A strategic, research-based marketing plan is a valuable asset for guiding a nonprofit’s marketing and communications. Research-driven strategies incorporate feedback from internal and external constituents, include quantifiable baseline data and set measurable benchmarks for evaluating success.
While strategic communication plans are not one size fits all, there are five key considerations all nonprofits should make when developing a framework to guide their marketing and communication campaigns:
Nonprofits are tasked with communicating to a broad range of audiences. Representative target audiences include legislators, key funders, volunteers, strategic partners, clients, staff and board members. While one audience may be more accessible than another, it is critically important for a nonprofit’s marketing plan to ensure consistent communication with all constituents.
The second aspect of balance is developing communications that are an appropriate mix of what each audience needs and wants to know vs. what you want them to know. Nonprofits do many great things for the community, which can lead to unintentional information overload for target audiences. Demonstrate your understanding of the organization’s various audiences by honing in on what is most important to them.
The third aspect of balance focuses on communication channels. A solid marketing communications plan will integrate a carefully crafted mix of in-person, online, social and traditional marketing activities. Just because your volunteers are active social media users doesn’t mean your donors prefer to be communicated with via social channels.
Complementary to balance is bandwidth. Many nonprofits have limited staff and, oftentimes, these folks wear multiple hats. If your development director is also your communications manager and your volunteer coordinator, it may not be realistic for this person to develop a tailored communication to each of your target audiences on a monthly basis.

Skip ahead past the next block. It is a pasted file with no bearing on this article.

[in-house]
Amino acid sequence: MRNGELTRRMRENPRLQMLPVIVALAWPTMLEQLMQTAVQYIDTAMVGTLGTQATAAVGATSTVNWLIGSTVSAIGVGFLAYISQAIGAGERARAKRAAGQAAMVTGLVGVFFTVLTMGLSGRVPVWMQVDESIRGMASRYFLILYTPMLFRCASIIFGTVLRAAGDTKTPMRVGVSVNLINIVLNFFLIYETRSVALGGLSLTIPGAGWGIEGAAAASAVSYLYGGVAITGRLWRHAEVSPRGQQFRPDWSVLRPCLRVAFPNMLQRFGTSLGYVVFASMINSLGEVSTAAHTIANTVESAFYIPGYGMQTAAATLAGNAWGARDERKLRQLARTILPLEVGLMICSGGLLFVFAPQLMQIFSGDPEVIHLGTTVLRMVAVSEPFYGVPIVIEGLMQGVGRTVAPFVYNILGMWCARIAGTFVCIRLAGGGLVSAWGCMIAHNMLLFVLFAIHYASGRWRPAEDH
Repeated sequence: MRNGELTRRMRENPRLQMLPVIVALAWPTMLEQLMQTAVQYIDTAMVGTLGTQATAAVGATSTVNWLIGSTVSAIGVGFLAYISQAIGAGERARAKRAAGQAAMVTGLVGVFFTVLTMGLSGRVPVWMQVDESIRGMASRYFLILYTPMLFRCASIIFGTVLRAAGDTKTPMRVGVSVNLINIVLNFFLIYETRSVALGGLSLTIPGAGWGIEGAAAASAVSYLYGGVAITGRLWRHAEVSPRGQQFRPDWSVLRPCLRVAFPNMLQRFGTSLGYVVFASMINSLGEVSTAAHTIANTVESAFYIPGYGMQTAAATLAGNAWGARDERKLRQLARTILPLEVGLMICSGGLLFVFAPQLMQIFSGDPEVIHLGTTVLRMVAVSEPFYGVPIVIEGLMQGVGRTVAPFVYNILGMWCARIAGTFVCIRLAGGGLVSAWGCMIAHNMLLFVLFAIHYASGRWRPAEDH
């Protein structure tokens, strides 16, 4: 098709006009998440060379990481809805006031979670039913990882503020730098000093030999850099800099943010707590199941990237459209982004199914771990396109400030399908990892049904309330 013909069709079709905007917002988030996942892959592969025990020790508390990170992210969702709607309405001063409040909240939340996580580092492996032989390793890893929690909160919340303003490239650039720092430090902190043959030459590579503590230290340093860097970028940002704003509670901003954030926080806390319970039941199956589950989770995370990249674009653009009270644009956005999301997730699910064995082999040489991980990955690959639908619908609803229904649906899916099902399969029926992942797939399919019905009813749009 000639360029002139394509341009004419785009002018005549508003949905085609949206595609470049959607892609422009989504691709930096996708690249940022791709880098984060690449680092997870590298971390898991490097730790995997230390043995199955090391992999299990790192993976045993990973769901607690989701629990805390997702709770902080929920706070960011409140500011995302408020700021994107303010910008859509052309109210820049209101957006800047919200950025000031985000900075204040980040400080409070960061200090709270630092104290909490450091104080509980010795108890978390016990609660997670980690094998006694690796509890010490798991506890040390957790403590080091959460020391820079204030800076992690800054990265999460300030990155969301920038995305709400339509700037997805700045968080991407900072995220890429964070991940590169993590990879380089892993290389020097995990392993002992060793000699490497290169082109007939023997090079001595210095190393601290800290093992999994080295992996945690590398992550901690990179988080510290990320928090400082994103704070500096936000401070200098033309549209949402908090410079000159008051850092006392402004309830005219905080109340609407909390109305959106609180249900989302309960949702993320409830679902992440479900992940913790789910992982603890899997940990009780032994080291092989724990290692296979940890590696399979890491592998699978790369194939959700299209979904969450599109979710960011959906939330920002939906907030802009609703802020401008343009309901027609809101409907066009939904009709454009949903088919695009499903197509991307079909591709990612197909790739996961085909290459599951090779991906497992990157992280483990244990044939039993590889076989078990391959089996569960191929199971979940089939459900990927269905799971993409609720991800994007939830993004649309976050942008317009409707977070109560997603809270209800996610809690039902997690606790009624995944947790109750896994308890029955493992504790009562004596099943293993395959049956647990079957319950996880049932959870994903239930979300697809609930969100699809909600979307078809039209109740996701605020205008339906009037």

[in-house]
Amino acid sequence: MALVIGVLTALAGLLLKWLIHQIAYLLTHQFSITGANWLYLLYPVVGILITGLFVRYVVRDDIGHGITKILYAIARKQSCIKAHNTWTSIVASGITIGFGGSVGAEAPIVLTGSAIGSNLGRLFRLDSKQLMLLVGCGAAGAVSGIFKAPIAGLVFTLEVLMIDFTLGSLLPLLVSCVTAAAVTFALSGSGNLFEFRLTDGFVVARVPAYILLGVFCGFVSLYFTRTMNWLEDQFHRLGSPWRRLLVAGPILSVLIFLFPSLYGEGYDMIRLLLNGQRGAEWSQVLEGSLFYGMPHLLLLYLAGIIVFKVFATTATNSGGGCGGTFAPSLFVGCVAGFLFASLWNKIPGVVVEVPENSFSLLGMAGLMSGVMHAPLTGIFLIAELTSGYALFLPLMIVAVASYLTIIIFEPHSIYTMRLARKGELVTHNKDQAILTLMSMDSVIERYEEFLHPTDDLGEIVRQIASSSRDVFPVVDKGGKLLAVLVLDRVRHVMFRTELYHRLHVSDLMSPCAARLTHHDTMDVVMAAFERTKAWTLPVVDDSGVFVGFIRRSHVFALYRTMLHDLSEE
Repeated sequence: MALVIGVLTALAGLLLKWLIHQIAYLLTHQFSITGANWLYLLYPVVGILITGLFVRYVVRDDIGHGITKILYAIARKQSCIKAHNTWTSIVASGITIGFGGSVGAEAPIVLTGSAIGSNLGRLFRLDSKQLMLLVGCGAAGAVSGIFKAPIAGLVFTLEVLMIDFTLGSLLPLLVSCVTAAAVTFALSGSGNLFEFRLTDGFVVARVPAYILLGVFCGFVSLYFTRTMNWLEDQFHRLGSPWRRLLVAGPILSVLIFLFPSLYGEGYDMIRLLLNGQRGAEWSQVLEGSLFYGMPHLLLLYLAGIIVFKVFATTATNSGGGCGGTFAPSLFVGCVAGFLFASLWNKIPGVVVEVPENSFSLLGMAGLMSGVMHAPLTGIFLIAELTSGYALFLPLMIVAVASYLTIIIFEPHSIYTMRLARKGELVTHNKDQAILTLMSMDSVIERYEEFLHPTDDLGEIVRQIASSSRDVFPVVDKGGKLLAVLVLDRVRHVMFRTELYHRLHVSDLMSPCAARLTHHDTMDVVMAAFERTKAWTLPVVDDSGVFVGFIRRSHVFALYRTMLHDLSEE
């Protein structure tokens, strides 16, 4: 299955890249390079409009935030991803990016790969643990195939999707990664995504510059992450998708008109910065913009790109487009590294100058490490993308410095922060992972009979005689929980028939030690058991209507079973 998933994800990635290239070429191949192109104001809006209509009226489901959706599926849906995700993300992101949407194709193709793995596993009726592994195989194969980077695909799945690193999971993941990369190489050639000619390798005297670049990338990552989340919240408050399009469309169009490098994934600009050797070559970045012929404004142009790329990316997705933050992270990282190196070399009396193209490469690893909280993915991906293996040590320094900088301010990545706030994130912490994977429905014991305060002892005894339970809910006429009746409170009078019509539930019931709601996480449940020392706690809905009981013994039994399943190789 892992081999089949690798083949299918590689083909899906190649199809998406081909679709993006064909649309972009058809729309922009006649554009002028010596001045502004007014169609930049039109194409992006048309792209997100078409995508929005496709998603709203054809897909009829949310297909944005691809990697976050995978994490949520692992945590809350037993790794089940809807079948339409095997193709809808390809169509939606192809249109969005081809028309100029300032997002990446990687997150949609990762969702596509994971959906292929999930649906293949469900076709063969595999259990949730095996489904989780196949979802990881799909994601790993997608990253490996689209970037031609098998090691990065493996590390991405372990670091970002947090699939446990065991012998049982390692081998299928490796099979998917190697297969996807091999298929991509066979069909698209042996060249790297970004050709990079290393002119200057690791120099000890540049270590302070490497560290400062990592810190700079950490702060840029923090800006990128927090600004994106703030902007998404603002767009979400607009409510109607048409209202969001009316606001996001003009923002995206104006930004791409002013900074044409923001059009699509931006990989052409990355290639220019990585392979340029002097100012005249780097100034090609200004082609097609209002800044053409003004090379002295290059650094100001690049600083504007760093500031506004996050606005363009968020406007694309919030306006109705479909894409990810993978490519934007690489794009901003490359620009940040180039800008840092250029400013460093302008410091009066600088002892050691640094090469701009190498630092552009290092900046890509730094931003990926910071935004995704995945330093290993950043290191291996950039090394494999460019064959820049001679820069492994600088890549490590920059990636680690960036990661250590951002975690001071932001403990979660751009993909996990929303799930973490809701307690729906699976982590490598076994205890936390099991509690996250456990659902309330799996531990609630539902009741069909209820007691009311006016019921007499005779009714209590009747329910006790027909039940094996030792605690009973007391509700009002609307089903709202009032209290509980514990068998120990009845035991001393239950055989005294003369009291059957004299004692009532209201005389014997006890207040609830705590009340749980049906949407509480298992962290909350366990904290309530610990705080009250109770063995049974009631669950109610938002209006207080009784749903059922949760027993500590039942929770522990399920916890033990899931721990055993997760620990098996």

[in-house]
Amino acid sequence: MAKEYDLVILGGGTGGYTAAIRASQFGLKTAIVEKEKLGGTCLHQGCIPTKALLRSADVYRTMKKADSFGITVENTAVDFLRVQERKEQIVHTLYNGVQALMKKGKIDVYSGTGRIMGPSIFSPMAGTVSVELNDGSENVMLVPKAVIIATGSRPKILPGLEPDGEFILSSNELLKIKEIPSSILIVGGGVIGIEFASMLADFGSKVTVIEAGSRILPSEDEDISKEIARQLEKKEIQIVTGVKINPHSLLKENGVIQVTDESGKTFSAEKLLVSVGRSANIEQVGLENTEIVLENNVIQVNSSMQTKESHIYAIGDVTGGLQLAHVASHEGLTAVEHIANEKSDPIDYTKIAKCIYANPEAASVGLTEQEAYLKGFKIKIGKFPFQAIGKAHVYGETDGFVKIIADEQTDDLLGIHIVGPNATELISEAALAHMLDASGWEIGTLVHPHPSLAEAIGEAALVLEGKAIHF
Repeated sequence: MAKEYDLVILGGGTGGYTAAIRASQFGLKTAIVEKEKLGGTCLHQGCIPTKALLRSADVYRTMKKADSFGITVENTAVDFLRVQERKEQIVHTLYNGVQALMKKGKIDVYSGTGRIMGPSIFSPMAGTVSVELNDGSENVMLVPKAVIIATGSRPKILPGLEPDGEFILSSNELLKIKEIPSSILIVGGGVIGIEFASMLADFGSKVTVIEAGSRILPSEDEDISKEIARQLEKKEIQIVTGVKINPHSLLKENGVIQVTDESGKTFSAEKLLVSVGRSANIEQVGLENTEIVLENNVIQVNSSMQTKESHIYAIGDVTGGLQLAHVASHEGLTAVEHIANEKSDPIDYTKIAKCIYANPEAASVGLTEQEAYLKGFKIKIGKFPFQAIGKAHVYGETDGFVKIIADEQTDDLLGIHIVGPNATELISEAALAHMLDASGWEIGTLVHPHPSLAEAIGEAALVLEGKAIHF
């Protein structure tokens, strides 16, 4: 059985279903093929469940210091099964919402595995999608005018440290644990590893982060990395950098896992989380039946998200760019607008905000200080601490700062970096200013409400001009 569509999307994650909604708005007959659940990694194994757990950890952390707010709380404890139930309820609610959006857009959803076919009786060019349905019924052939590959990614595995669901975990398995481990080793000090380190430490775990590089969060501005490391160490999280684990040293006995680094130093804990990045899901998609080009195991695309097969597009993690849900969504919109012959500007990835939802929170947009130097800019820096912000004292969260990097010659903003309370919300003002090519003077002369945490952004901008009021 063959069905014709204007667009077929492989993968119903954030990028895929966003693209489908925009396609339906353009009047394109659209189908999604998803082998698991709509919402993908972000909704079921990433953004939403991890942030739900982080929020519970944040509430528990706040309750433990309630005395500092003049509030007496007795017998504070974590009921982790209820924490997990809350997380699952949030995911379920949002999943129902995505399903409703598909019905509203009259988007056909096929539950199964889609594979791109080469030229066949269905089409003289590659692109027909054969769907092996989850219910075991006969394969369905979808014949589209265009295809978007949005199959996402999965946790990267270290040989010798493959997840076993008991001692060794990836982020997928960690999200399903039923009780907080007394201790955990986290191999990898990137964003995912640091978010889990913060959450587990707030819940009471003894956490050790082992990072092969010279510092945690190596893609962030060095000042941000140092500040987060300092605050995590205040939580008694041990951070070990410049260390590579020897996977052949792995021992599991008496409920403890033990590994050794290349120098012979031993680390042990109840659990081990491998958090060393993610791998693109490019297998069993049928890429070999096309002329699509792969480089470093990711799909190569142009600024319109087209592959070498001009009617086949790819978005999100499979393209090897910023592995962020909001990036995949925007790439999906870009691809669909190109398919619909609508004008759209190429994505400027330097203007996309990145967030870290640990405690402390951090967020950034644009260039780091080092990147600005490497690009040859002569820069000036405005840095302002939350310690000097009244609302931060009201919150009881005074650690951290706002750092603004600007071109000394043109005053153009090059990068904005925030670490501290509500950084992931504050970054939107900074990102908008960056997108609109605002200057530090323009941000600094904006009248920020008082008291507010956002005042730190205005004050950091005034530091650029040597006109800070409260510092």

When developing a nonprofit marketing plan, be mindful of:
- how much time internal staff have to allocate to implementation of the plan
- what external resources are available to support with plan implementation
- how best to leverage individuals’ skills and expertise in support of the plan
- the natural ebb and flow of activities within your organization
Oftentimes, nonprofits will tell us that their organizations have evolved since the time their mission statement was written. This may be the result of new programs and services or expanded geographic reach. While it is important to communicate this evolution, your nonprofit still has a brand to which it must remain true.
A nonprofit communications plan should include carefully crafted key message points that communicate these changes and enhancements to the organization while accurately reflecting the overall brand. With many audiences to serve, it is tempting to develop marketing and communications initiatives that try to be all things to all people. While a noble goal, this approach can result in mixed messaging, brand confusion and a lack of understanding as to what the nonprofit does and who it serves.
Boards of Directors play a critical role in guiding the strategic direction of nonprofits. Depending on a Board’s structure, they may also play an active role in development, communications and volunteer recruitment. When developing a nonprofit marketing plan, take the time to survey your Board and get their feedback on what is currently working well in the marketing and communications arena and where they feel the organization could improve. Developing a plan that reflects these insights and aligns with the organizational goals of the Board will lay a foundation for collaborative implementation of the plan while ensuring all parties are working towards achieving common goals.
When collaborating with nonprofits to develop a communications plan, we are often asked ‘How will we know if it worked?’ Enter benchmarks and success metrics.
Just as nonprofits have unique missions, they should have individualized metrics for evaluating the success of their marketing and communications campaigns. If your nonprofit is working towards increasing private donations by 10% over a 12-month period, the plan should include periodic evaluations to see how you are tracking towards that goal. Success should be evaluated by communication channel, associated marketing activity and time of year. This data can be used to refine the plan and provide valuable intelligence when developing marketing plans for subsequent years.
Strategic communication plans are vital to ensuring all stakeholders are well-informed and working towards a common goal. The stronger the plan, the clearer the roadmap to helping a nonprofit achieve its end goals.